I will be the first to admit that I don’t know very much about internet security. It’s the main reason I steer clear of working on e-commerce websites and others that deal with highly sensitive information. Sure, I know enough not to use the same easy-to-guess password for everything, but when it comes to hackers, I don’t really understand how they do it, and I only partially understand why they do it.
When faced with any evidence of hacking, my usual response is to “nuke the entire site from orbit,” to use the famous quote from Aliens (1986). That is, to delete the entire website and restore from an off-site backup. Its kind of like demolishing your house when you find out you have roaches, but only if you could somehow keep a backup copy of your house and easily rebuild it once the rubble had been cleared away.
Luckily for me, most of the website work I do is in WordPress, and WordPress has a large and enthusiastic community of developers who know a lot more about security than I do, and there are quite a few utility plugins available to help you detect, prevent and recover from the damage done by unauthorized use of your website.
These are the two that I recommend for just about any WordPress website:
Wordfence is my favorite WordPress security plugin. It is easy to install and use, and it has a lot of really useful features. It provides a live view of traffic to your website so you can see what countries and IP addresses visitors to your site are coming from, and it allows you to block individual IP addresses from accessing your website if you think they’re up to no good. It also has a feature that will limit the number of failed login attempts, which is helpful against hacking programs that keep throwing random passwords at your website until they find the right one.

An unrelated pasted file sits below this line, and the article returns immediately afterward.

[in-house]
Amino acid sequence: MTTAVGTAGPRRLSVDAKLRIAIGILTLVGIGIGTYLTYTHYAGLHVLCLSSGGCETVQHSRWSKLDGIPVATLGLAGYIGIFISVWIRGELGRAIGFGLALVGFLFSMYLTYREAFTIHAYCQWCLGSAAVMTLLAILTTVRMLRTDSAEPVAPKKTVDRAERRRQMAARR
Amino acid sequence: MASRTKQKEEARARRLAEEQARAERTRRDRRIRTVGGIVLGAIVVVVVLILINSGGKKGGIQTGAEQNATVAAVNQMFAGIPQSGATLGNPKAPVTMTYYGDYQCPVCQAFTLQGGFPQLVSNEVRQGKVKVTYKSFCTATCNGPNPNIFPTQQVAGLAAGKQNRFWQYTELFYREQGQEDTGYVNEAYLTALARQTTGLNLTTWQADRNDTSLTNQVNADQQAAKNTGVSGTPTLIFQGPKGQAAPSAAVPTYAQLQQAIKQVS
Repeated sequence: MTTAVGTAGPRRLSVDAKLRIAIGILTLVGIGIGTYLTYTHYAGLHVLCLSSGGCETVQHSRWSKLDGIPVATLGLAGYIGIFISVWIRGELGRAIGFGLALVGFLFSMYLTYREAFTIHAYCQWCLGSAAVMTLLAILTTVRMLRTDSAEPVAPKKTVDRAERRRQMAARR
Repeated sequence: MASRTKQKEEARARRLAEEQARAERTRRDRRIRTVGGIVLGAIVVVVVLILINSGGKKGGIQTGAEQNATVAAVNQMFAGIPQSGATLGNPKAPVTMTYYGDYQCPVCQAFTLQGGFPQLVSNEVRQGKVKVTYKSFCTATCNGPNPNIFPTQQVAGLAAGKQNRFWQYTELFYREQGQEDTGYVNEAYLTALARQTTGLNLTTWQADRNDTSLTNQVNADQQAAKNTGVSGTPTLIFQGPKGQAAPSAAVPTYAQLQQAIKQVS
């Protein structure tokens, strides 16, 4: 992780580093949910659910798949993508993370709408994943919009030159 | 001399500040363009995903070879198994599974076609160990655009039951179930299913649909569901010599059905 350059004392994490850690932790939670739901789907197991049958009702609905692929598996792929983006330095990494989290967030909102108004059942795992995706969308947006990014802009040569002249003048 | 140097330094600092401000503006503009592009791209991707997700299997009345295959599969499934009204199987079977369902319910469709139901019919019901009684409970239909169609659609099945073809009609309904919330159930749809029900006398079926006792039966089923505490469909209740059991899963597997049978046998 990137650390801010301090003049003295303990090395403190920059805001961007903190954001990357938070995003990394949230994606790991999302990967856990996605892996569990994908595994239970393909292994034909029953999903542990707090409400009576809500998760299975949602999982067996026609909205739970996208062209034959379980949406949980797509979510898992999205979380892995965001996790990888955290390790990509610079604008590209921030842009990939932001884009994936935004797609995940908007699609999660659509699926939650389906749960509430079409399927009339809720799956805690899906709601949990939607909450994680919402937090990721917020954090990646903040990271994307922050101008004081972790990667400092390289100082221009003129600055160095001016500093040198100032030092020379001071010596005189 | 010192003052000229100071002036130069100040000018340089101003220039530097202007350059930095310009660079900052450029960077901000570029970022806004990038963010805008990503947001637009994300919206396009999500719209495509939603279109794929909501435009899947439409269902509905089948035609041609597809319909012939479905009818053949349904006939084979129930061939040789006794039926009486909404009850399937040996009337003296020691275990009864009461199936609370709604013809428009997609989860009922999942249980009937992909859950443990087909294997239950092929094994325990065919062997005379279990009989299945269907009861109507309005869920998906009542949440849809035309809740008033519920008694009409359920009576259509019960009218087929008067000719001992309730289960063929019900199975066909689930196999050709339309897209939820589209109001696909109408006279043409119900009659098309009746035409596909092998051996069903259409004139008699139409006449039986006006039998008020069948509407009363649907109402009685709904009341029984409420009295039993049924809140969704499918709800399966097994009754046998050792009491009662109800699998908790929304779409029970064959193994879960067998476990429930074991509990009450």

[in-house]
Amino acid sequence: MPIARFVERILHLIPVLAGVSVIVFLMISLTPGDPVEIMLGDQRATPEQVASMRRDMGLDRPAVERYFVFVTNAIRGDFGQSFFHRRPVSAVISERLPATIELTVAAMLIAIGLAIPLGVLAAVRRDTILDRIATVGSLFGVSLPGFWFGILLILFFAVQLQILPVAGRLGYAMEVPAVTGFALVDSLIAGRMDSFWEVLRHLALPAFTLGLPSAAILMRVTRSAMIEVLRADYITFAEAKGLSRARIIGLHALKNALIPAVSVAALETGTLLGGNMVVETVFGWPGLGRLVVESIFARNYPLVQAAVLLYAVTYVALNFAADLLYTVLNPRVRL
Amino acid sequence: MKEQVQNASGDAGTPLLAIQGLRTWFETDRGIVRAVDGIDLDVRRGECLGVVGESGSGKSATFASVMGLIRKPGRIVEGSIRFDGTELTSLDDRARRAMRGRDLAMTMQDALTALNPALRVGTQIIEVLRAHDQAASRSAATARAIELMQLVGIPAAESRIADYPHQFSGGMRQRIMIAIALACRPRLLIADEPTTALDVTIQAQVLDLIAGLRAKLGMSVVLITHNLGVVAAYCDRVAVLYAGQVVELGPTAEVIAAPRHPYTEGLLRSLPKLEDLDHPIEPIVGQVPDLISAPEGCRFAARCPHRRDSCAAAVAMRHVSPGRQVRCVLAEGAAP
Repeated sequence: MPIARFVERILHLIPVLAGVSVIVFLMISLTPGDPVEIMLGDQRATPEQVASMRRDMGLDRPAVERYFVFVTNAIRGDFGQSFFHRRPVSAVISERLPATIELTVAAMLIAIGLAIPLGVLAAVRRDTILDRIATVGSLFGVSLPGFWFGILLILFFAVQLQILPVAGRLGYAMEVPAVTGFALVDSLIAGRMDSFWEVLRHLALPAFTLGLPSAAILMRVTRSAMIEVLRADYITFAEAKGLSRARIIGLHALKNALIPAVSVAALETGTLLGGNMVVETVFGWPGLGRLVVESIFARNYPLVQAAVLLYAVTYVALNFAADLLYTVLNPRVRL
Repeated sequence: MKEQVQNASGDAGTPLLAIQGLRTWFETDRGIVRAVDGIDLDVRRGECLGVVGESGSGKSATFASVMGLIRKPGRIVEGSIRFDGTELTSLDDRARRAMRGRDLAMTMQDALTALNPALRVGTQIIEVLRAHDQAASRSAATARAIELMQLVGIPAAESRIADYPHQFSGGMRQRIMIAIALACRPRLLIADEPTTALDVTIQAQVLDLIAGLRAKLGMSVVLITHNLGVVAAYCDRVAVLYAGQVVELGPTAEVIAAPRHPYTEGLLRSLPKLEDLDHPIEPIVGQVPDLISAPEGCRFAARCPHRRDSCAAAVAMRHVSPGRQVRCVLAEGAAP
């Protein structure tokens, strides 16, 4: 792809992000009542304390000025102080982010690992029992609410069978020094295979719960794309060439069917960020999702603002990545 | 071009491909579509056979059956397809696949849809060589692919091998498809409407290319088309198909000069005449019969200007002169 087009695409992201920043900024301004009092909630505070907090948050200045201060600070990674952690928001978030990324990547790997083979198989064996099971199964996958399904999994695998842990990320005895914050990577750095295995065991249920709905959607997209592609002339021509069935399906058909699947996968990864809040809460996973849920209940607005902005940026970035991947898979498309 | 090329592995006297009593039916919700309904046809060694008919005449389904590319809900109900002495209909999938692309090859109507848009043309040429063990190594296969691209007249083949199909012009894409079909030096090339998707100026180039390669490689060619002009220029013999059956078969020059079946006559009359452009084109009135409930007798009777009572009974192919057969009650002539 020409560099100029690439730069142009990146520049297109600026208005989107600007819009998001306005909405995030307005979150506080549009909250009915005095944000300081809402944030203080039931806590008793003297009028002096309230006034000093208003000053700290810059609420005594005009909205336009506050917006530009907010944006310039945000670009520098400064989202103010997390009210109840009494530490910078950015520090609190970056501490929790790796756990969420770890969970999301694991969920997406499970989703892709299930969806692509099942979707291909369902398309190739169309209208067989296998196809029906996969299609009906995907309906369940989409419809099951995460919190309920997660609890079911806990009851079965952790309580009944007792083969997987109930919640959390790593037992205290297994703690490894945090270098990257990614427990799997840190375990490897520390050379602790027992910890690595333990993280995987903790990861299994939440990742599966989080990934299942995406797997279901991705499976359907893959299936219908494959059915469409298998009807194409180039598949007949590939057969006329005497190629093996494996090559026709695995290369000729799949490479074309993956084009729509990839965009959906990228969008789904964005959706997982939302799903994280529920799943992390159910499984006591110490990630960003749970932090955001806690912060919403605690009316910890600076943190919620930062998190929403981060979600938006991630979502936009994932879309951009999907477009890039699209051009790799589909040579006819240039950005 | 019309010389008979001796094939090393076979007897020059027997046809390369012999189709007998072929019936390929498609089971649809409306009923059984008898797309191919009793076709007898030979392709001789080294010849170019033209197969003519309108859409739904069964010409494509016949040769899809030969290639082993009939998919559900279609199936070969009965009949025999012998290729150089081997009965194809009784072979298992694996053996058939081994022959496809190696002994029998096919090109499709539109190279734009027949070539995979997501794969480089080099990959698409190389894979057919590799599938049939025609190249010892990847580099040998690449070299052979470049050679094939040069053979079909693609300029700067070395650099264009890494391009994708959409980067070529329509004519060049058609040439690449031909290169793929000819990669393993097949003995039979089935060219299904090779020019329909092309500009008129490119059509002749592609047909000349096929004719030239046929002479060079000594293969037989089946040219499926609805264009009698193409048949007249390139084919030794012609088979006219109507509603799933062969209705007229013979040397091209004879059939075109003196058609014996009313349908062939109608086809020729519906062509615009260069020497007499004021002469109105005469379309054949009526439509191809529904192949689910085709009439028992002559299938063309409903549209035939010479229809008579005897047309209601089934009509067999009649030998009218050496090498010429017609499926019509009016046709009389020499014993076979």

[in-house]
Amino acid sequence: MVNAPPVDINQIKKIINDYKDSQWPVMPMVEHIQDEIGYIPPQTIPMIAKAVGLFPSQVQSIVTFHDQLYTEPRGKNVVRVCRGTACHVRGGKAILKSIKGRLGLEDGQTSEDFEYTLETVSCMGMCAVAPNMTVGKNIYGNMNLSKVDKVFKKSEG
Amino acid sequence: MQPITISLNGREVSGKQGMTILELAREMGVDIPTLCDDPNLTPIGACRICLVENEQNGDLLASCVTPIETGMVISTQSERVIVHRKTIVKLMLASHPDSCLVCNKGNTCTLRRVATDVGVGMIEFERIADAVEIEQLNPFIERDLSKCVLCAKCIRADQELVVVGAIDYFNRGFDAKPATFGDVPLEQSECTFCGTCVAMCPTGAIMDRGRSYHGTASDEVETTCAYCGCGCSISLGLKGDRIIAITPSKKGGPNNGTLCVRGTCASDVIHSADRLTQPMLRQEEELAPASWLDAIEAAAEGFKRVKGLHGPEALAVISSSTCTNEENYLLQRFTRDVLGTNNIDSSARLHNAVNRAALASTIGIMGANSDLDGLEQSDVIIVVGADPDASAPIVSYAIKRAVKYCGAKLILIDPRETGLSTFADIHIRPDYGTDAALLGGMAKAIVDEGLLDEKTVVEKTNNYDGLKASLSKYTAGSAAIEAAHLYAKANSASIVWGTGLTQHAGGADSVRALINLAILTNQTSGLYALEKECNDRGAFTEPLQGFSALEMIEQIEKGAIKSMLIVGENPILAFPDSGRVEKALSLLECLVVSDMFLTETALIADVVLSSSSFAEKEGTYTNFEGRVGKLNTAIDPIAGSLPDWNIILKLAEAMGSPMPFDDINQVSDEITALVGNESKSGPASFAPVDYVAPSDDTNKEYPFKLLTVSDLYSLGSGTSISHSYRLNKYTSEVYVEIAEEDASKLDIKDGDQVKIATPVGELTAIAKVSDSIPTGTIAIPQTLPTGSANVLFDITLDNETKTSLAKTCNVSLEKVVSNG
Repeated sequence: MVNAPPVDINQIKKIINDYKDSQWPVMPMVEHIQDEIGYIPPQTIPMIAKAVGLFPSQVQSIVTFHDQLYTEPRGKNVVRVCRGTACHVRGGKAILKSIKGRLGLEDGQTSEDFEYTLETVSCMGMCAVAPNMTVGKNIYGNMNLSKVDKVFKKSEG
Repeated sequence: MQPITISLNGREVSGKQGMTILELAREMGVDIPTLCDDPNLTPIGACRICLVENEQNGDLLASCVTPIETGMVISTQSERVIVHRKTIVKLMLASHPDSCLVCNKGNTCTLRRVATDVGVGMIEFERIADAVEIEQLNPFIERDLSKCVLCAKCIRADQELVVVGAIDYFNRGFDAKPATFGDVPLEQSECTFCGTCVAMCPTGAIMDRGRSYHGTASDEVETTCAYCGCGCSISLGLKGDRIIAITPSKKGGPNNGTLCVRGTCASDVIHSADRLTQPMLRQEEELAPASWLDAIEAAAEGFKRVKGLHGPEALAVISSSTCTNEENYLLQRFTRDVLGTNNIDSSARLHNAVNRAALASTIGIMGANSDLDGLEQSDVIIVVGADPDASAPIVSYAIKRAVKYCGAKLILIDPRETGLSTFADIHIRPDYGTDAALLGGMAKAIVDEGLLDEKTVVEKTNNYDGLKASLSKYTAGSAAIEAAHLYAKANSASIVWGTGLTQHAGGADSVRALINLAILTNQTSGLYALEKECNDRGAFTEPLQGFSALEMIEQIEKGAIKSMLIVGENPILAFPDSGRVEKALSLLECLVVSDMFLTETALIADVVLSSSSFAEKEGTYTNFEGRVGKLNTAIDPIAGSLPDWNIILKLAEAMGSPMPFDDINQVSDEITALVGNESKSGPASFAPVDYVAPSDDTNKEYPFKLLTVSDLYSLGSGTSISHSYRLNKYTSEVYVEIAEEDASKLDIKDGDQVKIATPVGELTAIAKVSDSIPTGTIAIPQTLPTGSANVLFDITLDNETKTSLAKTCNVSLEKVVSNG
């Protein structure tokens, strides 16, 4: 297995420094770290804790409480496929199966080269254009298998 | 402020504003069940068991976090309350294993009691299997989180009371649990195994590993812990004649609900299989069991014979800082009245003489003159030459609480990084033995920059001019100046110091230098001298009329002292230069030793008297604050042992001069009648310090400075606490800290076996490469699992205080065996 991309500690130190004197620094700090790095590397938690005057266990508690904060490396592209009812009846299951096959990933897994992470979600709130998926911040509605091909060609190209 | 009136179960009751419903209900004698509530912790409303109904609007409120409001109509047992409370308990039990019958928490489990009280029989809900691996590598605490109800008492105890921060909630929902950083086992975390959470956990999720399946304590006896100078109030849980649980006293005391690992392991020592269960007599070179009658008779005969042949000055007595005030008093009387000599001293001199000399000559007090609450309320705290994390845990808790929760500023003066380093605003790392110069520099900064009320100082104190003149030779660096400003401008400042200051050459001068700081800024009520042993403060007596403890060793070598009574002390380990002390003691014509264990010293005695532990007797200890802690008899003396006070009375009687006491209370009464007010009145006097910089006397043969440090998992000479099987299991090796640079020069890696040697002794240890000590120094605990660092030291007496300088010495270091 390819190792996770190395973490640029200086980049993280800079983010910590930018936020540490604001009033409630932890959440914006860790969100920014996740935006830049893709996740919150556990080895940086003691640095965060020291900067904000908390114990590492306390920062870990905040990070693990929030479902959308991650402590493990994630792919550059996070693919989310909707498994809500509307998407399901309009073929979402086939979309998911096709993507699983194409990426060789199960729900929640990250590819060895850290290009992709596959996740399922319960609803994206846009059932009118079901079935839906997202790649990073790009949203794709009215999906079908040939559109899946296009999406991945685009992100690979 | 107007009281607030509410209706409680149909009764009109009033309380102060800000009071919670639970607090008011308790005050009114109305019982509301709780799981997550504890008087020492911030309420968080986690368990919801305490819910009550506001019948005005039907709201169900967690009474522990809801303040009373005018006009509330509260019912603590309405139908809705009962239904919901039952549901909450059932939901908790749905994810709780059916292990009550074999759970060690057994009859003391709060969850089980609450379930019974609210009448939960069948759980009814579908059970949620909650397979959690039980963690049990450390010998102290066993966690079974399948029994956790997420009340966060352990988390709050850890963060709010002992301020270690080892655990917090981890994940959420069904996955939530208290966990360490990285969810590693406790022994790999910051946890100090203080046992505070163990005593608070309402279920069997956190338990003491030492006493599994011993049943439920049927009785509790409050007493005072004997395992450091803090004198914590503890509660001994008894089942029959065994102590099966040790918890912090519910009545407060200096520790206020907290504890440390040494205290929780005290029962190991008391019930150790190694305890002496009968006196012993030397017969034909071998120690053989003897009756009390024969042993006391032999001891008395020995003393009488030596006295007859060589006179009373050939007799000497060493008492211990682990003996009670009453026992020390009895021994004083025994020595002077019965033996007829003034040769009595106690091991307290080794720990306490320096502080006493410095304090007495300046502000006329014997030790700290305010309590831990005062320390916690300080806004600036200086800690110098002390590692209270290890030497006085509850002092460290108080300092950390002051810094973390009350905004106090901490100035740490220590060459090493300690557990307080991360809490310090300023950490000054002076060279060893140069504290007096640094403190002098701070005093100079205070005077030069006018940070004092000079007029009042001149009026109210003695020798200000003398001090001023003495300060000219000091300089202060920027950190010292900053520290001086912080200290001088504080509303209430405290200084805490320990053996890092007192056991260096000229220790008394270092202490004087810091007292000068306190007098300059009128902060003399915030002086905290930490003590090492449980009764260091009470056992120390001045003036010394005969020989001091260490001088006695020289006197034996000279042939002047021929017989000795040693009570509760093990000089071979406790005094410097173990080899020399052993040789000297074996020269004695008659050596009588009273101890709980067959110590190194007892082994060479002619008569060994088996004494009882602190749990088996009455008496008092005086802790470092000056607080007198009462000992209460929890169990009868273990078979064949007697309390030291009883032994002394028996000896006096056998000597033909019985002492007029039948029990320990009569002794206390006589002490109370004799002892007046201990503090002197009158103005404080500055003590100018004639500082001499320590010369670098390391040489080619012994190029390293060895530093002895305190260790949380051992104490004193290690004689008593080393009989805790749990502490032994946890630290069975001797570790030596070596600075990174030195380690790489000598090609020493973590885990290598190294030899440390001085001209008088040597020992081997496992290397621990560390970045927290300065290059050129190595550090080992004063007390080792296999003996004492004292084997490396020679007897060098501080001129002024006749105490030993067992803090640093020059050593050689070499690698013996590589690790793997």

But Wordfence’s most useful feature is a daily scan of all the files in your website, where it checks them against a database for changes, makes sure you have the most current versions of your core software and plugins, detects files containing possible malicious code, and sends you an email alert if it detects a problem. If nothing else, this serves as a great reminder when you need to update a plugin, but it might also help you detect a hacking attempt before it has a chance to get too far.
Everyone knows that you should back up all your files and data on a regular basis. Everyone also knows what a hassle it is to remember to back up all your files and data on a regular basis. BackWPUp is a great automatic backup utility. You can set it up to make regular scheduled backup copies of some or all of your website files, as well as your database. It will save them wherever you like: in a directory on your website’s server, on a remote server via FTP, or to your DropBox account or a selection of other cloud storage services. Having an off-site backup of your website is a lot better than rebuilding it from scratch, and it’s really nice to have a simple utility that does the work for you.